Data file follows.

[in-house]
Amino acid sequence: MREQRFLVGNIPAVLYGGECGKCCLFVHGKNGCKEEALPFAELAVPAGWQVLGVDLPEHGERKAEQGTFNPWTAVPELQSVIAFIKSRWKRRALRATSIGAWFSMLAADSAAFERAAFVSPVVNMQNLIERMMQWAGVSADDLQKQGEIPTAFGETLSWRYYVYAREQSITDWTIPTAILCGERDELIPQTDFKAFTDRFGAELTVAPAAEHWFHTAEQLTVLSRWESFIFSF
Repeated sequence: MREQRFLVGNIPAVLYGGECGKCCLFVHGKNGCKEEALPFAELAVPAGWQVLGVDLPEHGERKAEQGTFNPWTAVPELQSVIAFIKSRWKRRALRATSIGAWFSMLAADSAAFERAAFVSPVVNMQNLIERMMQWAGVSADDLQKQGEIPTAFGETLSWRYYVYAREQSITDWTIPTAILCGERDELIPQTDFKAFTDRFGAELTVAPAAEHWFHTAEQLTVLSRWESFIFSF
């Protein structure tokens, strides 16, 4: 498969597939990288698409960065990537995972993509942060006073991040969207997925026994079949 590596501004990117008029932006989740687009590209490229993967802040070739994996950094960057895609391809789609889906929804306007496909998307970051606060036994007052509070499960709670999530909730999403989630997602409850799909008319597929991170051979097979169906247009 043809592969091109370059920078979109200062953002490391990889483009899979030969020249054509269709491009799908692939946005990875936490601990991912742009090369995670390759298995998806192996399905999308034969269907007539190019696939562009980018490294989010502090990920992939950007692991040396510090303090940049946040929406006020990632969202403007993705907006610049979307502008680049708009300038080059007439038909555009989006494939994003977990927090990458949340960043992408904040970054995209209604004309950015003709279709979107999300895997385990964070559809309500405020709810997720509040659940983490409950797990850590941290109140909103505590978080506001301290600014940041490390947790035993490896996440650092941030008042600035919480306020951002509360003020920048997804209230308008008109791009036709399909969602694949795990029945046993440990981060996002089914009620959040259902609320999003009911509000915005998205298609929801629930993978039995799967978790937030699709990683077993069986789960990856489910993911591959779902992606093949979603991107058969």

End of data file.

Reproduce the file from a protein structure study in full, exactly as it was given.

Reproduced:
[in-house]
Amino acid sequence: MREQRFLVGNIPAVLYGGECGKCCLFVHGKNGCKEEALPFAELAVPAGWQVLGVDLPEHGERKAEQGTFNPWTAVPELQSVIAFIKSRWKRRALRATSIGAWFSMLAADSAAFERAAFVSPVVNMQNLIERMMQWAGVSADDLQKQGEIPTAFGETLSWRYYVYAREQSITDWTIPTAILCGERDELIPQTDFKAFTDRFGAELTVAPAAEHWFHTAEQLTVLSRWESFIFSF
Repeated sequence: MREQRFLVGNIPAVLYGGECGKCCLFVHGKNGCKEEALPFAELAVPAGWQVLGVDLPEHGERKAEQGTFNPWTAVPELQSVIAFIKSRWKRRALRATSIGAWFSMLAADSAAFERAAFVSPVVNMQNLIERMMQWAGVSADDLQKQGEIPTAFGETLSWRYYVYAREQSITDWTIPTAILCGERDELIPQTDFKAFTDRFGAELTVAPAAEHWFHTAEQLTVLSRWESFIFSF
């Protein structure tokens, strides 16, 4: 498969597939990288698409960065990537995972993509942060006073991040969207997925026994079949 590596501004990117008029932006989740687009590209490229993967802040070739994996950094960057895609391809789609889906929804306007496909998307970051606060036994007052509070499960709670999530909730999403989630997602409850799909008319597929991170051979097979169906247009 043809592969091109370059920078979109200062953002490391990889483009899979030969020249054509269709491009799908692939946005990875936490601990991912742009090369995670390759298995998806192996399905999308034969269907007539190019696939562009980018490294989010502090990920992939950007692991040396510090303090940049946040929406006020990632969202403007993705907006610049979307502008680049708009300038080059007439038909555009989006494939994003977990927090990458949340960043992408904040970054995209209604004309950015003709279709979107999300895997385990964070559809309500405020709810997720509040659940983490409950797990850590941290109140909103505590978080506001301290600014940041490390947790035993490896996440650092941030008042600035919480306020951002509360003020920048997804209230308008008109791009036709399909969602694949795990029945046993440990981060996002089914009620959040259902609320999003009911509000915005998205298609929801629930993978039995799967978790937030699709990683077993069986789960990856489910993911591959779902992606093949979603991107058969």